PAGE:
Kostenko's Rukh asks "new information" on the death of Chornovil to be checked
By Tetiana SHULHACH
Late last week eight People's Deputies of the Rukh faction headed by Yuri Kostenko made a request to the parliamentary commission investigating the cause of the death of Rukh (Popular Movement of Ukraine) leader Vyacheslav Chornovil, that it check new information concerning his death, specifically: why, according to unofficial sources, Hennady Udovenko had departed from Kirovohrad in the same car with Chornovil, but was in his own car near the crash scene? Udovenko, whose car was driving ahead of Chornovil, a few kilometers from the crash scene stopped and let Chornovil's car pass. Kostenko's group also requested finding out why Chornovil's Rukh administration had employed Yevhen Pavliv (who also died in the accident) as Chornovil's driver — previously, before the split in Rukh, he was fired by the party secretary for "immaturity," Rukh's Bohdan Boiko stated at a press conference last Friday.
On July 4's "Epicenter" television program Kostenko repeated this. Quite logically, the journalists present interpreted such a statement as a direct accusation against Udovenko. However, Kostenko answered that he had no reason whatever to suspect the former foreign minister of anything. "There simply is information and we ask it be verified," he added.
It should be pointed out that Kostenko's charges were made public virtually immediately after the Supreme Court adopted the ruling recognizing the legitimacy of Udovenko's Rukh. No matter what Kostenko might say later, the information he released might be interpreted as a form of political revenge. In fact, one could get the impression that Kostenko's adherents have become infected with a disease previously noticed only among Udovenko's supporters (recall the publications insinuating that one of the presidential candidates was associated with Chornovil's death). It should be noted that such serious accusations are based, according to Kostenko's group itself, on information provided by unofficial sources.
Naturally, Udovenko's group refutes such charges. In an interview with The Day, Chornovil's press-secretary Dmytro Ponamarchuk, who was in the same car with the Rukh leader before and during the crash, called Kostenko's statement in the Epicenter program a "barefaced lie." According to Mr. Ponamarchuk, all the way from Kirovohrad to Kyiv Udovenko was sitting only in his car and "nobody changed cars." Ponamarchuk also told The Day that the Popular Movement's political council is preparing a serious statement on the issue and perhaps a lawsuit.
Ukraine-Belarus Project www.corridor.cn.ua:8101/en/Reviews/07/13_4.html
By 1999, the West had started to be critical of Kuchma. He hadn’t put Ukraine’s state-owned enterprises up for sale to foreigners yet, and his associates had become very wealthy. But in spring, Vyacheslav Chornovil, Ukraine’s most famous Soviet-era dissident and leader of the now-fragmented Ukrainian National Movement (Rukh), had become the latest of the USSR’s oppositionist stalwarts to die in an auto "accident" when one of the wheels fell off his car.
Chad Nagle, The Ukrainian Model of Democracy, www.antiwar.com/orig/nagle4.html.
By V. BARANOV
KIEV. "Amnesty has been granted to Vladimir Kudelya, the driver found guilty in the death of former political prisoners and chairman of the Narodnaya rukha (People's Movement) party of Ukraine Vyacheslav Chornovil," Nikolai Pastushenko, special investigator for the Ministry of the Interior of Ukraine announced on January 31.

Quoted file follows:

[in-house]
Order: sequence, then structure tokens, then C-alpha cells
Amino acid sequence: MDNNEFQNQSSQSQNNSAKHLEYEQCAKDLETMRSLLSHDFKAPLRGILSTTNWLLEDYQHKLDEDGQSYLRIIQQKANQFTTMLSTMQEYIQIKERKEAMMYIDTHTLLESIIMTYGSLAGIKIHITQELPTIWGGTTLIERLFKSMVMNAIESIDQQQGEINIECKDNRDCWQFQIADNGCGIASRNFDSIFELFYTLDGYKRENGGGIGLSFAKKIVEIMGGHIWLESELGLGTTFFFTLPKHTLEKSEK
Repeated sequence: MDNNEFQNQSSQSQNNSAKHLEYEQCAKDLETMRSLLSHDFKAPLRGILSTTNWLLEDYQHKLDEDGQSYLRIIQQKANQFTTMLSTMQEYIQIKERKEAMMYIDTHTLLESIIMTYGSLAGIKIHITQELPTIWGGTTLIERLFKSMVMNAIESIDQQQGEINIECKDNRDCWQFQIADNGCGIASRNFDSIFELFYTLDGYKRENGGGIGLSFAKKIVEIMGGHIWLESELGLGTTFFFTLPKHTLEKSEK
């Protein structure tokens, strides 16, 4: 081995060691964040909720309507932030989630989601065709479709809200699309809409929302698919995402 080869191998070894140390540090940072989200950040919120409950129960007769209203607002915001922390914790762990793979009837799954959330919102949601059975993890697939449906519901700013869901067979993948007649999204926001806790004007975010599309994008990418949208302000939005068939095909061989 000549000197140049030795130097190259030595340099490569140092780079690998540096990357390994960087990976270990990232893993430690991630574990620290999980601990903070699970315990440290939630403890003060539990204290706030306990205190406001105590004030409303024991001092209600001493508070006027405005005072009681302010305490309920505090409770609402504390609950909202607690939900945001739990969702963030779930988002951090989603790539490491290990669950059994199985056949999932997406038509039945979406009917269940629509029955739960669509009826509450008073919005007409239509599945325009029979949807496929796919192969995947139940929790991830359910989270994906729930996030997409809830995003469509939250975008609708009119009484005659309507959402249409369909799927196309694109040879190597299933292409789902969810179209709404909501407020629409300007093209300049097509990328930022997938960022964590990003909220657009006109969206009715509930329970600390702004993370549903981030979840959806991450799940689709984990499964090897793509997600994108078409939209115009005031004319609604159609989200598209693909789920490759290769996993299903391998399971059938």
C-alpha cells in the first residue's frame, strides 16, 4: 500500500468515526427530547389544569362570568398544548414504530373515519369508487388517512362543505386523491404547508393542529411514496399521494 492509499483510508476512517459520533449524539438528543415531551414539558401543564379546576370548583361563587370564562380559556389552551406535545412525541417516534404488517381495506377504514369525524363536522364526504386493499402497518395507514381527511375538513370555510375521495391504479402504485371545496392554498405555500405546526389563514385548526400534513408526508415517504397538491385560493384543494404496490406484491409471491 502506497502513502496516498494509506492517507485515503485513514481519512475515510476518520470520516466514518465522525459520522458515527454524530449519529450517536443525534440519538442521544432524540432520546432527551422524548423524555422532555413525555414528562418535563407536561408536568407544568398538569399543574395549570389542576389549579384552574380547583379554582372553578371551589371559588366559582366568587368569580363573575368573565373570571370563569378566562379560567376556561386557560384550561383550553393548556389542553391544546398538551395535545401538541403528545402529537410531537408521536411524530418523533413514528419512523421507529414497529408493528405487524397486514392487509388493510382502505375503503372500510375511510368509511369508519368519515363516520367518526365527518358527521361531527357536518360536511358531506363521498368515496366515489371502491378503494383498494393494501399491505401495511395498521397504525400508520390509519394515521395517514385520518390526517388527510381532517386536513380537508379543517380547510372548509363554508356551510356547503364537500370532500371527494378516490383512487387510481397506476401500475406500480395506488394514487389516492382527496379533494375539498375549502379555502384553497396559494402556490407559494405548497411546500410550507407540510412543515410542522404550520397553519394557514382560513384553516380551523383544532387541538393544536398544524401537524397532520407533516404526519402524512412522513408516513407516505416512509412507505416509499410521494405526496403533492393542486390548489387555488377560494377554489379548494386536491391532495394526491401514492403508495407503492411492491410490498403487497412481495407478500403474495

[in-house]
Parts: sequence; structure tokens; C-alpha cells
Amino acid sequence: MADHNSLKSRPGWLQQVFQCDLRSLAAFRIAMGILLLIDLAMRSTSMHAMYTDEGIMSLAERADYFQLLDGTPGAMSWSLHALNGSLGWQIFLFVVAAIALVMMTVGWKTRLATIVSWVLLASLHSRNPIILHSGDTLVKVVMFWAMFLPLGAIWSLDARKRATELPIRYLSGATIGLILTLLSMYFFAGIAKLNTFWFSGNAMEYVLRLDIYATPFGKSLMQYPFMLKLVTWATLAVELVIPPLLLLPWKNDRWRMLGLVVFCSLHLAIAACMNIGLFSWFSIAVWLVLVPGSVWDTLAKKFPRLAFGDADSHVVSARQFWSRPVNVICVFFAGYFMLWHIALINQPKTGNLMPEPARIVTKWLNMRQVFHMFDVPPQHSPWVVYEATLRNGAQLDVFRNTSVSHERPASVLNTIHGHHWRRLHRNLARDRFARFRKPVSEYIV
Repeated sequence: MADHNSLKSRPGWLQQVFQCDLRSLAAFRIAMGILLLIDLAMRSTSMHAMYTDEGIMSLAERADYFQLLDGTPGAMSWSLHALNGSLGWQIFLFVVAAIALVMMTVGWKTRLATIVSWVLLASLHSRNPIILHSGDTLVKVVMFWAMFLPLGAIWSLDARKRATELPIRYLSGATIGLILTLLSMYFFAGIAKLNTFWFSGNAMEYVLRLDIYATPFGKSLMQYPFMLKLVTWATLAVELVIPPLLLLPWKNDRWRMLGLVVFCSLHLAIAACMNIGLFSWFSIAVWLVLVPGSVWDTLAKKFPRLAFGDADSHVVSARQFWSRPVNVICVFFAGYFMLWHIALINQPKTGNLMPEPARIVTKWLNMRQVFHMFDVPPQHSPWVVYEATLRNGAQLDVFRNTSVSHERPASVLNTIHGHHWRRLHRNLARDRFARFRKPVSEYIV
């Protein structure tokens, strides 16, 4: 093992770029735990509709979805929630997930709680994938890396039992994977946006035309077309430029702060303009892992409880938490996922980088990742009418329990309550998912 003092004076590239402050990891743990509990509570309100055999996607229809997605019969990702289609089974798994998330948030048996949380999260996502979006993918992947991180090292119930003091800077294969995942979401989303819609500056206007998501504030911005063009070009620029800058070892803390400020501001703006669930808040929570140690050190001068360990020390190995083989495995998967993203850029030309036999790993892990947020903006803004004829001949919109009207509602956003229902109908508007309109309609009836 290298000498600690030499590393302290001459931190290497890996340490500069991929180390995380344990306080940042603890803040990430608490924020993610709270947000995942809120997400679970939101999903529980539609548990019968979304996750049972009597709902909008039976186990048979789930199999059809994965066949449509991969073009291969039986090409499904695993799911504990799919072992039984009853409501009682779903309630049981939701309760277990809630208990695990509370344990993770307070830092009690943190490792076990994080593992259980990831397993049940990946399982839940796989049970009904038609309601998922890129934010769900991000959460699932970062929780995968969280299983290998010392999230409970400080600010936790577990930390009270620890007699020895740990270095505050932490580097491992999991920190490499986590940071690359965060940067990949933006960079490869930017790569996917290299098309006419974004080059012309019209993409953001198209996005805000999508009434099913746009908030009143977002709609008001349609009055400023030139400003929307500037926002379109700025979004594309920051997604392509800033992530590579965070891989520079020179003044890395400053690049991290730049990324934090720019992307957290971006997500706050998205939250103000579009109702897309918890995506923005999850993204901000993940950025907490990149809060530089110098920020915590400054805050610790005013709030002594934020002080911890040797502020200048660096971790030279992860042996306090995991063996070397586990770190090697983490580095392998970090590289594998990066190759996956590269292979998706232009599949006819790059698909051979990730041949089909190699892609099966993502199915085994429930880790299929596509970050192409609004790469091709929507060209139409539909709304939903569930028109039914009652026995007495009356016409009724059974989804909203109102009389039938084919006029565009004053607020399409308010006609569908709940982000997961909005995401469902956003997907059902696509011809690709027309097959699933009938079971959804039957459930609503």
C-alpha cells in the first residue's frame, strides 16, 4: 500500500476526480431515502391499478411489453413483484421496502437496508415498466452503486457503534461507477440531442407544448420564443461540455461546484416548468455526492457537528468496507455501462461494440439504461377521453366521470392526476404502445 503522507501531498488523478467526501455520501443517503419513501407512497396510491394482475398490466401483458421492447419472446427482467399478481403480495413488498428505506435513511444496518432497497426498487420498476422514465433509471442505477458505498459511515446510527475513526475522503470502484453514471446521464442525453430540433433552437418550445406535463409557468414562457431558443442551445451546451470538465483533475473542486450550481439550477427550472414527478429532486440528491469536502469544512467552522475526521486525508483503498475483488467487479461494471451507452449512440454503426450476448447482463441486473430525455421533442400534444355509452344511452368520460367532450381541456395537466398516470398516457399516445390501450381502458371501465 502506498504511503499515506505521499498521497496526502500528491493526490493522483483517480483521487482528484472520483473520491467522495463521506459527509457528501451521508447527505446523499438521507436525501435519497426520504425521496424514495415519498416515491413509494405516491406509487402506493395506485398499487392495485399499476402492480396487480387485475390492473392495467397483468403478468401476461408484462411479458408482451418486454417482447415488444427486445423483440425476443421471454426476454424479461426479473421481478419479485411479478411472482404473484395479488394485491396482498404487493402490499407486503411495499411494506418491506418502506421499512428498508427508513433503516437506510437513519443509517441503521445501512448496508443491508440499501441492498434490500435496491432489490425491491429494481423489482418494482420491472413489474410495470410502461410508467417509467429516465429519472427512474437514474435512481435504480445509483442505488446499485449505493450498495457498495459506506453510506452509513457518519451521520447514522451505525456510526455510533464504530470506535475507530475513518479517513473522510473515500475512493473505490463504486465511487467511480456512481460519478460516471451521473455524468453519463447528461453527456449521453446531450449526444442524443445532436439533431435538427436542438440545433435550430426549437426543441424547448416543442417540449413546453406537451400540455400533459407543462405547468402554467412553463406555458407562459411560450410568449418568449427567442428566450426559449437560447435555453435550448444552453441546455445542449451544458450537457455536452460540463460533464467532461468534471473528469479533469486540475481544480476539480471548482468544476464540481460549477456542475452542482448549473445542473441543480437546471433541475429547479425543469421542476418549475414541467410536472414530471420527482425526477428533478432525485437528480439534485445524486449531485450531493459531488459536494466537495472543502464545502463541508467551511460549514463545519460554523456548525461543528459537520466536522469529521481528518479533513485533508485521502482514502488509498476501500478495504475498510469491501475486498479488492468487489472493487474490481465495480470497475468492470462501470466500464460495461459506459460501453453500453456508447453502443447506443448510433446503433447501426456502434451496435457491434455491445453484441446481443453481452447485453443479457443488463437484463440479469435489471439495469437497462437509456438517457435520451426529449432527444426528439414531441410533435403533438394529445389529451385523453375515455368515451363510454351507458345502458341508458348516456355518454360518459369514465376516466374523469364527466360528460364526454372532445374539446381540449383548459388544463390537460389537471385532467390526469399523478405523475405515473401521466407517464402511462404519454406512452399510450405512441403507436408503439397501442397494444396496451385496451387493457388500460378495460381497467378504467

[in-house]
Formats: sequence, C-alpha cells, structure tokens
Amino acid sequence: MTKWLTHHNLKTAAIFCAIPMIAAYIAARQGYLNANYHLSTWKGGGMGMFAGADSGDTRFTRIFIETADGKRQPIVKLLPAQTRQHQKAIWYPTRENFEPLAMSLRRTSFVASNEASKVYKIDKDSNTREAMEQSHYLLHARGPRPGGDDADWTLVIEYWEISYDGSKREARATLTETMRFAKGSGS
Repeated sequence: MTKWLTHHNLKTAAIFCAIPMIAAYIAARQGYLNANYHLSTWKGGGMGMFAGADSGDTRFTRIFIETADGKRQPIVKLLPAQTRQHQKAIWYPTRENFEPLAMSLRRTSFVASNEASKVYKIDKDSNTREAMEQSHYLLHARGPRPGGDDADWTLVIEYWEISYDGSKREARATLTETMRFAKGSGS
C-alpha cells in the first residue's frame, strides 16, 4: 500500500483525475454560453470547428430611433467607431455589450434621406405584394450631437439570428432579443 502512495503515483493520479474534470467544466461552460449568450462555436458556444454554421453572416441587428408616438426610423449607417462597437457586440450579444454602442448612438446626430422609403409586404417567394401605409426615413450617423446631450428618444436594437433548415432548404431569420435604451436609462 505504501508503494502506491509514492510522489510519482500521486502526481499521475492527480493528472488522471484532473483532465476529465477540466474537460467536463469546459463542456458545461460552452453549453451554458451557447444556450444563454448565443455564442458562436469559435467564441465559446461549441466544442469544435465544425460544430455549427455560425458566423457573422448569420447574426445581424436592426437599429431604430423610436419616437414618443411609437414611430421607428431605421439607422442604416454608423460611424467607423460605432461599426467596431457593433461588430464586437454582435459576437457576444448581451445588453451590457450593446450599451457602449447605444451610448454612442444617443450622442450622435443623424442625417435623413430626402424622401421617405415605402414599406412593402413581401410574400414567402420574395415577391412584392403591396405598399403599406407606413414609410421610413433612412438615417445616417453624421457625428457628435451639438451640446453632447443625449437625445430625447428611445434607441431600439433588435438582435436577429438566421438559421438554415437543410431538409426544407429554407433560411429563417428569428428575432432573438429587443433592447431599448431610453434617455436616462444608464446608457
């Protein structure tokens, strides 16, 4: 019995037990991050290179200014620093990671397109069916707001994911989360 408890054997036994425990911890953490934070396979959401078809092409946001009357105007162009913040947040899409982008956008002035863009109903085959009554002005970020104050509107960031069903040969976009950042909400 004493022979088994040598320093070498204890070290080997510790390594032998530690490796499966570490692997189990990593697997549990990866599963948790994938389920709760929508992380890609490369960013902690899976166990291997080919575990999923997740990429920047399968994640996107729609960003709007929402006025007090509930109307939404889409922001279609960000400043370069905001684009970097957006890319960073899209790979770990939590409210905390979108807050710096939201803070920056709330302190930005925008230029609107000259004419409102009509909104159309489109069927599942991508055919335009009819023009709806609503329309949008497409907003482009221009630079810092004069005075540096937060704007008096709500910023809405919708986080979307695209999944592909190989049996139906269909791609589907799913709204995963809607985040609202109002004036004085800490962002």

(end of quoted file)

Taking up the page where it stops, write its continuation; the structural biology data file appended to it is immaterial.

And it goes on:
At the end of March of last year, Kudelya illegally turned his KamAZ car into the middle of the highway he was travelling on, as a result of which Chornovil's compact Toyota struck it. Chornovil and his driver, Yevgeny Pavliv, were killed. The members of the parliamentary commission to investigate the causes of the accident objected to the closed trial given Kudelya and his subsequent amnesty. They are convinced that "minister of the interior Yury Kravchenko has hidden a number of facts indicating that the incident was the doing of the special services."
Russia Online www.online.ru/sp/chronicle-eng/5-Feb-00/101-eng.html
TRAGEDY: KamAZ Truck Driver Fears Retribution
By Vadym RYZHKOV
People living in Oleksandropil, a modest village in Dnipropetrovsk oblast, will probably long remember. On the morning of March 26 word spread that the previous night their collective farm's KamAZ truck with three fellow villagers ["with two fellow villagers, for a total of three villagers in the truck" is probably intended], while on its way to Volyn oblast, had been hit by Rukh leader Vyacheslav Chornovil's Toyota. The accident still worries the village; over the past weeks the place has been visited by numerous enforcement officials. Recently, the key figure in the tragic episode, 37-year-old truck driver Volodymyr Kudelia, returned from Kyiv after questioning, released in his own custody.
We met with Volodymyr near his house in a quiet village street, not far from the local graveyard. Of medium height and looking tired, he was filling a bucket at a hydrant. Parked by the gate was the KamAZ truck. It was lunchtime and Volodymyr had driven over to help his wife with household chores. He listened to us gloomily and was silent for quite some time. Finally he sighed and invited us into his small village home. Inside the furniture was more than modest, yet the place looked neat and spotlessly clean. Chain-smoking (the man had had obviously more than he could digest the last couple of weeks), he told us about himself and what had happened on that highway near Kyiv.